Monday, August 08, 2011

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August 8, 2011
Underway Tlevak Strait (SE Alaska)
Position: 55°00.6N 132°51.8W @ noon

Started our day in Trout Creek Cove near Tlevak Narrows.
Anchorage location; 55°16.8823N 133°08.1043W in 10 meters with good holding in mud. Tried three times without success to anchor per instructions in the Douglass guide, but found the bottom to be rocky, a condition unconducive to a good nights sleep on the anchor. Moved deeper into the poorly charted cove and found a much better spot. Fish were jumping everywhere and Kathy would even spot small schools of salmon swimming near the boat as we laboriously tried to get the anchor in a suitable location. Set at last I set out in the dinghy to explore nearby Trout Creek, but only found pink and chum salmon, neither of which had any interest in bitting a wide selection of lures I presented. The salmon tormented me by jumping just feet from the boat as I tied on a new lure then would jump again just out of casting distance. The pursuit was enjoyable, but after an hour I made my way back to LightSpeed to set the crab trap and enjoy a superb dinner of grilled Halibut. Overnight the fish just kept on jumping and splashing around the boat and at 4:15AM I got up and momentarily contemplated some early morning fishing before returning to bed for a few more hours of sleep. Today we are motoring along at 7 knots using only one engine to conserve fuel as we head toward Dixon Entrance and the US/Canada Border. We just had the treat of seeing a humpback breach near us then repeatedly smack the water with a fin.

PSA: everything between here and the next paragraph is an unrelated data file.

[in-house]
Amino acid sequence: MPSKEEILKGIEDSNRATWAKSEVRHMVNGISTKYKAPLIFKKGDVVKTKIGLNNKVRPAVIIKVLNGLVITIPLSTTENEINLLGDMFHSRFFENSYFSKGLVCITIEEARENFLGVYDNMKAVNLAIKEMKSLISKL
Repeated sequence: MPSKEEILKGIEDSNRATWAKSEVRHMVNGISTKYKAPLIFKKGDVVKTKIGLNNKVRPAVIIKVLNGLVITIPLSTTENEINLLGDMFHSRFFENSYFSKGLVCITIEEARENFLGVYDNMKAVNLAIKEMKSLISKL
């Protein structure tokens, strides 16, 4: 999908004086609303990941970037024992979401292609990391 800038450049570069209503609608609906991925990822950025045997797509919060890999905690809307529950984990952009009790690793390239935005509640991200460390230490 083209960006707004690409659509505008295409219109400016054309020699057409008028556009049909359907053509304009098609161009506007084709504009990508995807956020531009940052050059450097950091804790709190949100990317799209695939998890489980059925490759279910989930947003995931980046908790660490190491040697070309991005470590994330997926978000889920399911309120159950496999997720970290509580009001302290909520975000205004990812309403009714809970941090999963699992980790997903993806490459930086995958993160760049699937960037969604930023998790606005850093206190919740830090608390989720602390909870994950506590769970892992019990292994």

Our next anchorage will be in Nicholos Bay on the South end of Prince of Whales Island. And the next port of call will be Prince Rupert after a long run of around 72nm from Nichols bay, to check in with Canadian Customs. From Rupert we would like to sail to the Queen Charlotte Islands if weather on Hecate Strait is conducive to the 100nm sail to Queen Charlotte City and we can get a cruising permit for the Gwaii Hanaas Park.

August 7, 2011
Craig, Alaska

Headed out of the Craig South Harbor basin around lunch time under sparkling blue skies. Definitely a shorts and sunglasses day and frankly one of the few super nice days we've had all summer. Spent the morning attempting to get some coffee, but the local coffee shop didn't open until 10AM so we ended up at the busy little cafe on the west side of town. After the cafe we headed up hill to the grocery store for a few green vegetables, checked email, uploaded a few pictures, chatted with other sailors on the dock before heading out to Trout Creek Cove.

August 6, 2011
Unanmed Bay on Lulu Island to Craig, Alaska.
Sailed, yes actually sailed all morning toward Craig in 12 to 15 knots of true wind with boat speeds in the upper 9 knot range. What a treat to sail! Despite covering the last 25 nautical miles under sail we still needed to top up on fuel and headed to the Craig Fuel dock. On the dock we were re-acquainted with Ron and Suzie of s/v Tango whom we previously met in Ketchickan. While at the fuel dock the assistant Harbor Master Eric stopped by to assign us a berth in the South Basin and even provided us a little sketch of the dock to which we could tie. Super service considering the harbor was chock full of 58' Purse seine boats. To top that service Eric met us at the dock and took our lines then gave us a quick overview of town in regards to essential services to boaters such as laundry and showers. Without skipping a beat we headed to the Laundromat to knock out the to-do list. Back on the dock s/v Tango invited us over for happy hour and then we went out to pizza.